Super Saturday is Dec. 21, and predictions for one of the final shopping days before Christmas are positive. It’s forecasted to be the busiest shopping day of the holiday season, according to a number of holiday business watchers such as the National Retail Federation, the nation’s largest retail trade group.
The NRF forecasted that 148 million U.S. shoppers plan to shop on Super Saturday. It’s an increase from 134.3 million who shopped on Super Saturday in 2018, said Matthew Shay, the NRF’s president and chief executive officer. The forecast was released Dec. 17 based on data from a survey that the NRF conducted with Prosper Insights & Analytics.
“The last Saturday before Christmas has become the biggest shopping day of the year, and we expect an impressive turnout by procrastinators and those who just want to take advantage of really good deals,” Shay said. According to another NRF survey, consumers will spend an average of $1,047.83 during the holiday season, up 4 percent over the $1,007.24 during the 2018 season. The organization forecasted that the holiday season’s sales would range from $727.9 billion to $730.7 billion, for an increase of 4 percent over the 2018 holiday season.
Forecasts from other market researchers also predicted that Super Saturday will live up to its name. Britt Beemer, founder of the market-research firm America’s Research Group, forecasted that more than 47 percent to 57 percent of U.S. shoppers would likely do their shopping the last week of the season.
“People are waiting for the last week before Christmas,” Beemer said from his office in Summerville, S.C. “There will be better deals for Christmas. You’re going to see incredible shopping levels in stores between now and Jan. 3.”
Similar to other forecasters, he noted that historically low unemployment and relatively high consumer confidence have made shoppers more comfortable with opening their wallets. Like the NRF, he also said that deals would help fuel the home stretch of shopping.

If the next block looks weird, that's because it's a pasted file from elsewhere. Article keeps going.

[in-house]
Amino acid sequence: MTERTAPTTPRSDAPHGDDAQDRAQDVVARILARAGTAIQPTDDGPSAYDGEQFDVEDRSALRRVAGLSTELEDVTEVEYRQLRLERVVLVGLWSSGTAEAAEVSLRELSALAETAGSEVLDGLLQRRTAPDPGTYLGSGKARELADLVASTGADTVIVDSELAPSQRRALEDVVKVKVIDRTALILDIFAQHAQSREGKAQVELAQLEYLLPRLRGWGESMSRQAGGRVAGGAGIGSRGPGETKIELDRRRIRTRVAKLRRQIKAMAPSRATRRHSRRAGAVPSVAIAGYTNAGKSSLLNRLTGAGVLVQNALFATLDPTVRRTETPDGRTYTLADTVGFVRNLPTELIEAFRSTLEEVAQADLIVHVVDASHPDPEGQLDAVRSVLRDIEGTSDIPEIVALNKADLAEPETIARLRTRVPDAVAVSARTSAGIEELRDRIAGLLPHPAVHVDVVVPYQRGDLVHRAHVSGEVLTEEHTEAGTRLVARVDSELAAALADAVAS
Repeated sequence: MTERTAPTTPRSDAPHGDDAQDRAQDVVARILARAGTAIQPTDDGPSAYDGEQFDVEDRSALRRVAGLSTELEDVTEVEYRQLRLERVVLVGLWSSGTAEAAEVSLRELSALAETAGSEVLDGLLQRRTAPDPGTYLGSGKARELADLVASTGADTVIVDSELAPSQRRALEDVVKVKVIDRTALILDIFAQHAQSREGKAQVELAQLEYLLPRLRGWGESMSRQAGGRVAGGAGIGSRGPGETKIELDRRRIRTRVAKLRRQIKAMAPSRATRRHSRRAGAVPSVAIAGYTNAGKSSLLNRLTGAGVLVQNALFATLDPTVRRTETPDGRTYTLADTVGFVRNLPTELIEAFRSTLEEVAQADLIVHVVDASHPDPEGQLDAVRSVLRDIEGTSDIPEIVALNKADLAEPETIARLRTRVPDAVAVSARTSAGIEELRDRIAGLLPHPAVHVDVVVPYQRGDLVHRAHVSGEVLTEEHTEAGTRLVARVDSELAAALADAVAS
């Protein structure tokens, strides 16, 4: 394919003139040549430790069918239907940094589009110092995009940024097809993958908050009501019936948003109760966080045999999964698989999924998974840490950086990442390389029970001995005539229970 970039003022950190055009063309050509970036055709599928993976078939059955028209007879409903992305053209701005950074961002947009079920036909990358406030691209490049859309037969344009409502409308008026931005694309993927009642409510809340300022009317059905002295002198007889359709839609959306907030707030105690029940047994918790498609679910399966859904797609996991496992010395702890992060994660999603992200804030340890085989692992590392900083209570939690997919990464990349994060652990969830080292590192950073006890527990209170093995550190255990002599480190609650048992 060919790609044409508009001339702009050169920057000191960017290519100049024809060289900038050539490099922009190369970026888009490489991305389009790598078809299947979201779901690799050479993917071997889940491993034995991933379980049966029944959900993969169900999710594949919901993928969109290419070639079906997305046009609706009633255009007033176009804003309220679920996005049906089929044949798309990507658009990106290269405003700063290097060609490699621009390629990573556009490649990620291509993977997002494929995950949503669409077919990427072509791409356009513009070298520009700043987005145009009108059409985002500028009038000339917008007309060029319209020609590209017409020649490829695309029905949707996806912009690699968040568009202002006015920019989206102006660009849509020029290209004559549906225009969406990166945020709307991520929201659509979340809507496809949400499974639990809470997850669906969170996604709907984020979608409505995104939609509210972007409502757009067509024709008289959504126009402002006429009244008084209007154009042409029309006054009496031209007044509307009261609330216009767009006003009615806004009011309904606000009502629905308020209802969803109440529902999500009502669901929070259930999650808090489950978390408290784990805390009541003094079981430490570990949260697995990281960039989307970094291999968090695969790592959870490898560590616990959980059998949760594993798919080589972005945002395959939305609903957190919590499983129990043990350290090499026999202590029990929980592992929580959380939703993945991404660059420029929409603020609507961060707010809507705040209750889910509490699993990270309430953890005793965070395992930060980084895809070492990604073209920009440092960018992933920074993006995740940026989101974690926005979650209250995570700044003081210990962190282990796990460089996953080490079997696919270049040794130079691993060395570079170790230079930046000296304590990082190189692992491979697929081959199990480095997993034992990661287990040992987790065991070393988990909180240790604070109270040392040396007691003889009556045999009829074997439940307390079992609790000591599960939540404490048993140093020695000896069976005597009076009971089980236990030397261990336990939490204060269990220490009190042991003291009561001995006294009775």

Another reason for the increase in spending is what Beemer said would be an increase in corporate holiday parties, according to a poll of caterers in the New York City area.
Luxury shopping will make up another important part of the last week of the 2019 holiday season. High-end shopping is not a big focus of Black Friday, Beemer said, but it becomes a focus later in the season when people go to Christmas parties. He claimed that while this luxury customer may comprise only 7 percent to 11 percent of the U.S. population, this customer will account for one-third of the revenue earned by apparel retailers during the season.
Beemer also forecasted that gift-card purchases will surge this year.
Some of the popular destinations for shoppers on Super Saturday will be digital retailers, mass retailers such as Walmart and independent retailers doing business in traditional, urban business districts. “Small, local, independent retailers will have the biggest increase in shoppers,” Beemer said. “Their customers will be the younger people, under 35.”
When this group shops for items that are not commodities, they are drawn to boutiques for their experiential edge and to get product advice from a boutique’s staff.
The 2019 holiday season also has benefited from relatively good weather. “There have been no blizzards, snowstorms or icy roads to bring down crowds,” Beemer said. “There are years where blizzards bring down traffic 15 percent. It’s unpredictable. When it does happen, it’s deadly.”